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Times Film Corp. v. City of Chicago

November 27, 1959

TIMES FILM CORPORATION, A NEW YORK CORPORATION, PLAINTIFF-APPELLANT,
v.
CITY OF CHICAGO, A MUNICIPAL CORPORATION, RICHARD J. DALEY, ITS MAYOR, AND TIMOTHY J. O'CONNOR, ITS POLICE COMMISSIONER, DEFENDANTS-APPELLEES.



Author: Schnackenberg

Before HASTINGS, Chief Judge, and SCHNACKENBERG and KNOCH, Circuit Judges.

SCHNACKENBERG, Circuit Judge.

From a judgment for defendants, The City of Chicago, a municipal corporation, Richard J. Daley, its mayor, and Timothy J. O'Connor, its police commissioner, dismissing the plaintiff's cause, the latter has appealed.

By its complaint, plaintiff sought an order from the district court commanding defendants to forthwith issue to plaintiff the permit required by the city's ordinance, known as §§ 155-1 to 155-7 of the Municipal Code of the City of Chicago, alleging that it applied to O'Connor for a permit to exhibit a motion picture film entitled "Don Juan", but that he did not issue the permit on the ground that such a permit shall be granted only after such film had been produced at his office for examination; that an appeal to defendant Daley proved unsuccessful, and that, without a permit, plaintiff is prohibited from exhibiting said film under penalty of arrest and criminal prosecution, all in denial of plaintiff's rights under the first and fourteenth amendments to the constitution of the United States.

The defendants having answered the complaint, and the facts having been stipulated, the court entered the judgment from which the appeal was taken.

§ 155-1 of the ordinance provides:

"It shall be unlawful for any person to show or exhibit in a public place, or in a place where the public is admitted, anywhere in the city any picture * * * without first having secured a permit therefor from the commissioner of police.

"Any person exhibiting any picture or series of pictures without a permit having been obtained therefor shall be fined not less than fifty dollars nor more than one hundred dollars for each offense. * * *"

§ 155-4 of said ordinance reads:

"If a picture or series of pictures, for the showing or exhibition of which an application for a permit is made, is immoral or obscene, or portrays depravity, criminality, or lack of virtue of a class of citizens of any race, color, creed, or religion and exposes them to contempt, derision, or obloquy, or tends to produce a breach of the peace or riots, or purports to represent any hanging, lynching, or burning of a human being, it shall be the duty of the commissioner of police to refuse such permit; otherwise it shall be his duty to grant such permit.

In its complaint, plaintiff has limited its statement of the facts in an obvious attempt to so frame its case that the United States Supreme Court will be persuaded to rule upon the question of constitutionality of motion picture censorship, a course from which, according to Mr. Justice Harlan, Kingsley International Pictures Corp. v. Regents of U. of N. Y., 360 U.S. 684, 708, 79 S. Ct. 1362, 3 L. Ed. 2d 1512, the Court has carefully abstained. In plaintiff's paring down of the facts, however, it has reduced the case to an abstract question of law. It is fundamental that, while the courts will adjudicate controversies, they will not announce opinions where concrete issues in actual cases are not set forth. In United Public Workers etc. v. Mitchell, 330 U.S. 75, 89, 67 S. Ct. 556, 564, 91 L. Ed. 754, the court said:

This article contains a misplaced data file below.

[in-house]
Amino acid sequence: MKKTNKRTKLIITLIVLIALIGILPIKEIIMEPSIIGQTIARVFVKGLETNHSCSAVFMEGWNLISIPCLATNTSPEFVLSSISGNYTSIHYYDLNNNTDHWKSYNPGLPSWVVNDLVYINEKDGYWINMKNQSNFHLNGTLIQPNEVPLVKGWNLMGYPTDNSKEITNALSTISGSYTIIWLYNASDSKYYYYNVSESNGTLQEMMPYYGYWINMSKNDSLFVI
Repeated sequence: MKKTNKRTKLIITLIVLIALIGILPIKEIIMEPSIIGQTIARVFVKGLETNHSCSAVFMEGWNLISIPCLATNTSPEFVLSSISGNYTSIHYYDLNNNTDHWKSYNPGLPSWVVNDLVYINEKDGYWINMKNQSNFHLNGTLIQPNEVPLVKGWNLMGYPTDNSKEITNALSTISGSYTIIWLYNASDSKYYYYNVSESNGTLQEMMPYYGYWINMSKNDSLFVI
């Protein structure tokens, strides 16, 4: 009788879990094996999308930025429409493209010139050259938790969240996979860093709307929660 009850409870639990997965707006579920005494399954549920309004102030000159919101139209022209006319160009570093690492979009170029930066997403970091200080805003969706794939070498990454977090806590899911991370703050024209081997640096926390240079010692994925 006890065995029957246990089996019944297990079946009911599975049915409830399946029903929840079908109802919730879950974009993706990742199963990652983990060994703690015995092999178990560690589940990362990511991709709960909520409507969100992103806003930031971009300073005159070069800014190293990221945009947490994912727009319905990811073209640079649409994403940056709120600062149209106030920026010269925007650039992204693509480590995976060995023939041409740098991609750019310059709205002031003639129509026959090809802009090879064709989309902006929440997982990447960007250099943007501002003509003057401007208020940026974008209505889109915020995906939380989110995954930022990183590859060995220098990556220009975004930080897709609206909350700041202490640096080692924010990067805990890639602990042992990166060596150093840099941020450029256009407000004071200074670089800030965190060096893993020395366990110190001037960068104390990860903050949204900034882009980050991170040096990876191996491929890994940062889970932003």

"As is well known the federal courts established pursuant to Article III of the Constitution do not render advisory opinions. For adjudication of constitutional issues, 'concrete legal issues, presented in actual cases, not abstractions' are requisite. * * *"

The subject matter involved in this case is, according to the complaint, a moving picture film, which is described in no way except as "Don Juan". The nature of its contents either generally or specifically, is not revealed by the complaint and is not alleged to have been made known to defendants. The film itself was not tendered to the district court or this court and is not in the record. No one, except those in privity with plaintiff, knows whether the film Don Juan, for which the protection, first of this court, and eventually of the United States Supreme Court, is sought, is a picture of (for instance) a happy Sunday School picnic, a bullfight, or any one of the following (inter alia): (a) an immoral or obscene act, (b) exposure of the citizens of any race, color, creed or religion to contempt, derision or obloquy by attributing to them depravity, criminality or lack of virtue, (c) acts tending to produce a breach of the peace or riots, or (d) a hanging, lynching, or burning of a human being. With the physical object constituting the subject matter of this complaint hidden from the court, we are left to guess as to what our holding is to apply. If we grant the relief prayed, we will be sanctioning the public exhibition of we know not what. It might be a portrayal of a school of crime, which, for instance, teaches the steps to be taken in successfully carrying out an assassination of a president of the United States as he leaves the White House; or shows how to arrange an uprising of subversive groups in one of our cities.

Although plaintiff, evidently for strategic purposes, refuses to take a stand which will reveal the contents of the film, certain arguments in its brief point strongly to the fact that the film is one subject to a charge of obscenity. Most of the cases cited by it involve that charge. Specifically, plaintiff refers to Times Film Corp. v. City of Chicago, 7 Cir., 244 F.2d 432, where we considered a film charged to be obscene. The brief of counsel for the plaintiff in the case at bar ...


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